Diabetes prevalence (% of population ages 20 to 79) - South America
Definition: Diabetes prevalence refers to the percentage of people ages 20-79 who have type 1 or type 2 diabetes.
Description: The map below shows how Diabetes prevalence (% of population ages 20 to 79) varies by country in South America. The shade of the country corresponds to the magnitude of the indicator. The darker the shade, the higher the value. The country with the highest value in the region is Suriname, with a value of 12.50. The country with the lowest value in the region is Ecuador, with a value of 5.50.
Source: International Diabetes Federation, Diabetes Atlas.
Development Relevance: Diabetes, an important cause of ill health and a risk factor for other diseases in developed countries, is spreading rapidly in developing countries. Highest among the elderly, prevalence rates are rising among younger and productive populations in developing countries. Economic development has led to the spread of Western lifestyles and diet to developing countries, resulting in a substantial increase in diabetes. Without effective prevention and control programs, diabetes will likely continue to increase.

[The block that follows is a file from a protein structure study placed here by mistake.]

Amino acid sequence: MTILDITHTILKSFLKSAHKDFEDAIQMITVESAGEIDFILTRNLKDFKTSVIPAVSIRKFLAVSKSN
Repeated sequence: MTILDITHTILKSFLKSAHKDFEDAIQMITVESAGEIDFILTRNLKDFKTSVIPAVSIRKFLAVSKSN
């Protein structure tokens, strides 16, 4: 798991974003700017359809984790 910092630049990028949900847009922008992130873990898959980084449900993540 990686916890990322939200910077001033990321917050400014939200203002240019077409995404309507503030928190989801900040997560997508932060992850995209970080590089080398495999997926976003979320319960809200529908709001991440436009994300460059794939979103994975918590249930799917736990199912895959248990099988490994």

Limitations and Exceptions: The limited availability of data on health status is a major constraint in assessing the health situation in developing countries. Surveillance data are lacking for many major public health concerns. Estimates of prevalence and incidence are available for some diseases but are often unreliable and incomplete. National health authorities differ widely in capacity and willingness to collect or report information.
Aggregation method: Weighted average